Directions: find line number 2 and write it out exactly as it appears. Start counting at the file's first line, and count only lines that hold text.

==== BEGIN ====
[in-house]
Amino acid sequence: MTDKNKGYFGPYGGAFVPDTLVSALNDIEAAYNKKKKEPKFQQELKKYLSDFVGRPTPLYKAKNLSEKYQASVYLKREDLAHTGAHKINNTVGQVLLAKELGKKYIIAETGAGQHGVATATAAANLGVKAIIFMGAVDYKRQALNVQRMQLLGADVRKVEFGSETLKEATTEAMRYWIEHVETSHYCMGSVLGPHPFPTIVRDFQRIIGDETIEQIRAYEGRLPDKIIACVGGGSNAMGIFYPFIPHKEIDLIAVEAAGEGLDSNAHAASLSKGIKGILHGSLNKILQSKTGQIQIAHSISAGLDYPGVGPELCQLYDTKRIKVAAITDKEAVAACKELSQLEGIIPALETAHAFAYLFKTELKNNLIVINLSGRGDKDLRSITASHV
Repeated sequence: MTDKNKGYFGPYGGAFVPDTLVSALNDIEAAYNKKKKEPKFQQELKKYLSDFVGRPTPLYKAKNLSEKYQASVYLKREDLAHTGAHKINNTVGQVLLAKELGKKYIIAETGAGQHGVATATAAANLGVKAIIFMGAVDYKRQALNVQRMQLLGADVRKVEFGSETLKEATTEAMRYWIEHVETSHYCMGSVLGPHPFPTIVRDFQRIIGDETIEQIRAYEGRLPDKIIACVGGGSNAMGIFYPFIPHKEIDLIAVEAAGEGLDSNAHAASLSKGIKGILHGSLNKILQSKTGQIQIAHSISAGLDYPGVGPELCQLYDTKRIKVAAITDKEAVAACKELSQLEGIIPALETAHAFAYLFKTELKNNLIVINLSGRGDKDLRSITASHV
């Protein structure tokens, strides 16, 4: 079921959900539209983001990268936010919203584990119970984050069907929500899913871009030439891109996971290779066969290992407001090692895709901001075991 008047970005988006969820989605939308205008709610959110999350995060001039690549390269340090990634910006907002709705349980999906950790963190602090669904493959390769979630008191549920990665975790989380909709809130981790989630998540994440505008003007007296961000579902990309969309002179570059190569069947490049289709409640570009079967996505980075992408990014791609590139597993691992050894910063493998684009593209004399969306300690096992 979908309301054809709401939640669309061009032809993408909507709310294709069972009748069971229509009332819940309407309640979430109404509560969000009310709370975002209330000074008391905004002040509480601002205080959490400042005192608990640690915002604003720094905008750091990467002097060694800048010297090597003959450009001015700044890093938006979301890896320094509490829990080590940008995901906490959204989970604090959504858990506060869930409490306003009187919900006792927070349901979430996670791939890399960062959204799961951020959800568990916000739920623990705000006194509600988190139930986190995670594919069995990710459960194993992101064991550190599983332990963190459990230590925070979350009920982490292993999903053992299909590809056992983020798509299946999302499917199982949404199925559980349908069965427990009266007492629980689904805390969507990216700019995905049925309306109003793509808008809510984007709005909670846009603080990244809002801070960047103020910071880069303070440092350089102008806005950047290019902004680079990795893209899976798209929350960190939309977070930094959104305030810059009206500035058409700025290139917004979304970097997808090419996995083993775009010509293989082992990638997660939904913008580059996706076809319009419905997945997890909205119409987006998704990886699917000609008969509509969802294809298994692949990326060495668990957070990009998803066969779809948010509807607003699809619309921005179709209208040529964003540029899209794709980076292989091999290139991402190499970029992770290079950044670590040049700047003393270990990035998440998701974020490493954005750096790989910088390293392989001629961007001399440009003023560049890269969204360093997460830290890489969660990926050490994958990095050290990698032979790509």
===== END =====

Amino acid sequence: MTDKNKGYFGPYGGAFVPDTLVSALNDIEAAYNKKKKEPKFQQELKKYLSDFVGRPTPLYKAKNLSEKYQASVYLKREDLAHTGAHKINNTVGQVLLAKELGKKYIIAETGAGQHGVATATAAANLGVKAIIFMGAVDYKRQALNVQRMQLLGADVRKVEFGSETLKEATTEAMRYWIEHVETSHYCMGSVLGPHPFPTIVRDFQRIIGDETIEQIRAYEGRLPDKIIACVGGGSNAMGIFYPFIPHKEIDLIAVEAAGEGLDSNAHAASLSKGIKGILHGSLNKILQSKTGQIQIAHSISAGLDYPGVGPELCQLYDTKRIKVAAITDKEAVAACKELSQLEGIIPALETAHAFAYLFKTELKNNLIVINLSGRGDKDLRSITASHV